I’m kind of surprised that I am the first person on Steepster to post a review of this tea. Like many of the teas marketed as Da Hong Pao on the market, this is not a single cultivar tea, but rather a blend. While Qi Dan is traditionally accepted to be the cultivar used in the production of so-called authentic Da Hong Pao, many others are used as well due to the rarity and expense of Qi Dan Da Hong Pao. Off the top of my head, I know that Rou Gui and Shui Xian are sometimes marketed as Da Hong Pao. Many producers, however, utilize a blend of cultivars to approximate the character of classic Da Hong Pao. These blends are often referred to as commercial Da Hong Pao and are designed to place the experience of one of the rarest and most sought-after Chinese teas in the hands of the average consumer. This tea, like so many, was a blend of oolong cultivars that had been charcoal roasted in order to approximate the experience of the primo stuff. I’m not sure which cultivars were used in this particular blend, but I can safely say that as blended or commercial Da Hong Pao goes, this one was pretty great.

I prepared this tea gongfu style. After a brief rinse, I steeped 5 grams of loose tea leaves in 3 ounces of 205 F water for 5 seconds. This infusion was chased by 16 additional infusions. Steep times for these infusions were as follows: 7 seconds, 9 seconds, 12 seconds, 16 seconds, 20 seconds, 25 seconds, 30 seconds, 40 seconds, 50 seconds, 1 minute, 1 minute 15 seconds, 1 minute 30 seconds, 2 minutes, 3 minutes, 5 minutes, and 7 minutes.

Prior to the rinse, the dry tea leaves produced aromas of cedar, cinnamon, nutmeg, allspice, dark chocolate, and raisin. After the rinse, I found new aromas of roasted almond, char, smoke, prune, and fig. The first infusion then introduced hints of coffee, pomegranate, roasted walnut, and black cherry to the nose. In the mouth, the tea liquor presented notes of cedar, cinnamon, dark chocolate, allspice, raisin, smoke, char, roasted almond, and coffee that were backed by hints of roasted walnut and tobacco as well as a lingering caramel sweetness. Subsequent infusions saw vanilla and tobacco appear on the nose. Stronger notes of caramel and tobacco appeared in the mouth along with belatedly emerging notes of black cherry, nutmeg, fig, and prune. There was a pomegranate presence too, but it was very faint and did not make a point of sticking around long. New impressions of minerals, rock sugar, vanilla, grass, and roasted carrot also appeared along with a subtle creaminess. The final infusions offered notes of minerals, char, cedar, cream, rock sugar, and raisin that were balanced by notes of roasted almond, vanilla, and tobacco.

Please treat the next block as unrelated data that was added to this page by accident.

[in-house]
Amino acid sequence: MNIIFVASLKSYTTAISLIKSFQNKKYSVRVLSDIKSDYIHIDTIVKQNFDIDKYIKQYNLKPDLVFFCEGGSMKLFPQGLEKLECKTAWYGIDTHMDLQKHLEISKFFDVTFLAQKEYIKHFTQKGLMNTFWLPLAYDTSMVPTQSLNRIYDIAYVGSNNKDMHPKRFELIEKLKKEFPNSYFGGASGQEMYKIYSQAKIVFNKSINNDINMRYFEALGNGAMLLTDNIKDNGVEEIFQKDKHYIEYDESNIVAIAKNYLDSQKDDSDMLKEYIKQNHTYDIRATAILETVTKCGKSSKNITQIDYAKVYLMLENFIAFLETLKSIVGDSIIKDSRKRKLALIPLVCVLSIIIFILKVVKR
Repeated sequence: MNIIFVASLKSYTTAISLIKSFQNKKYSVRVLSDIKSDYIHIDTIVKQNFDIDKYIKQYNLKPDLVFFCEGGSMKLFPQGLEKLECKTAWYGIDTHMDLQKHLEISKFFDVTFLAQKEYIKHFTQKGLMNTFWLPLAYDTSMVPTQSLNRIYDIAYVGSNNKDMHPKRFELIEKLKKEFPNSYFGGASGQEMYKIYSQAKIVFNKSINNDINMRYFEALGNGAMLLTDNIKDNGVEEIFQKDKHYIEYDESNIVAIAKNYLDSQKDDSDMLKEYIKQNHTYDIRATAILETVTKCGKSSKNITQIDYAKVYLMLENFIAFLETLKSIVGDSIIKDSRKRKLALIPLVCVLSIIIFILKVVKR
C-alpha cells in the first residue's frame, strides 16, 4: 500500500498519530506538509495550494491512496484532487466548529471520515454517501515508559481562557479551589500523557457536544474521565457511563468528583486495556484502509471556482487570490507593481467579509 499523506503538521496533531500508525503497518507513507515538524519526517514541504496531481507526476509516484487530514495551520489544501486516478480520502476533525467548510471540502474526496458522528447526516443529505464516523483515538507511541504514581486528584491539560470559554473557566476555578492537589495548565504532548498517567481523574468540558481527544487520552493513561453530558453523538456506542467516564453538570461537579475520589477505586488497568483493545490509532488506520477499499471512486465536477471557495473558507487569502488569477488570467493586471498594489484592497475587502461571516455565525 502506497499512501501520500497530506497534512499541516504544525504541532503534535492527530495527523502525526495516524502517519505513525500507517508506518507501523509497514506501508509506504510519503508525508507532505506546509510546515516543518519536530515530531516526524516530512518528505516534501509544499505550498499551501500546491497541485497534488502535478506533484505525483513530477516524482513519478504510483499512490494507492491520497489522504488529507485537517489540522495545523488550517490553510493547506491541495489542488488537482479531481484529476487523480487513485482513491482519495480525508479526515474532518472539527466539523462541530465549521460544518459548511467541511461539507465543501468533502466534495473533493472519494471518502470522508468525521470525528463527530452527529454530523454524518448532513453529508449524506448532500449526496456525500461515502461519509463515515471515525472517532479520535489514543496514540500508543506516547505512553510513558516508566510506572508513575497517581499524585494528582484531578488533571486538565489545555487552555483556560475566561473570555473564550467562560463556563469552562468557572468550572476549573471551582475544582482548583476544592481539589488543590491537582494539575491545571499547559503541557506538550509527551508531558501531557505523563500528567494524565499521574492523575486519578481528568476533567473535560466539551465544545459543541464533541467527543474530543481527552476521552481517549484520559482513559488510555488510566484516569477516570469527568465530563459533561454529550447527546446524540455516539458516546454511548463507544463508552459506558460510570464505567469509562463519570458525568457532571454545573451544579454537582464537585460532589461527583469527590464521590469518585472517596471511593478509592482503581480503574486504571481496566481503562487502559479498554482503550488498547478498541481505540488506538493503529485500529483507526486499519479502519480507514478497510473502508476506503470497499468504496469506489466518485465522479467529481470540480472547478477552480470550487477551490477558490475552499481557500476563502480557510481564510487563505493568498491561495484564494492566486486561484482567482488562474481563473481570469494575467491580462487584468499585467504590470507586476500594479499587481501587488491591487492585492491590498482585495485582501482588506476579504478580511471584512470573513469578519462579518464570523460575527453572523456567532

This was a ridiculously deep and complex Da Hong Pao blend that demonstrated respectable longevity and balance to go along with very nice texture in the mouth and a highly unique profile. Though it now appears to be out of stock, it was a steal at $0.26 per gram. I have long thought that some of the commercial Da Hong Pao blends get a bad rap, and I must state that this one did nothing to persuade me otherwise. I will definitely be on the lookout for future DHP blends from Old Ways Tea.

Flavors: Almond, Caramel, Carrot, Cedar, Char, Cherry, Cinnamon, Coffee, Cream, Dark Chocolate, Dried Fruit, Fig, Fruity, Grass, Mineral, Nutmeg, Raisins, Smoke, Spicy, Sugar, Tobacco, Vanilla, Walnut

205 °F / 96 °C 5 g 3 OZ / 88 ML

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My grading criteria for tea is as follows:

90-100: Exceptional. I love this stuff. If I can get it, I will drink it pretty much every day.

80-89: Very good. I really like this stuff and wouldn’t mind keeping it around for regular consumption.

70-79: Good. I like this stuff, but may or may not reach for it regularly.

60-69: Solid. I rather like this stuff and think it’s a little bit better-than-average. I’ll drink it with no complaints, but am more likely to reach for something I find more enjoyable than revisit it with regularity.

50-59: Average. I find this stuff to be more or less okay, but it is highly doubtful that I will revisit it in the near future if at all.

40-49: A little below average. I don’t really care for this tea and likely won’t have it again.

39 and lower: Varying degrees of yucky.

Don’t be surprised if my average scores are a bit on the high side because I tend to know what I like and what I dislike and will steer clear of teas I am likely to find unappealing.



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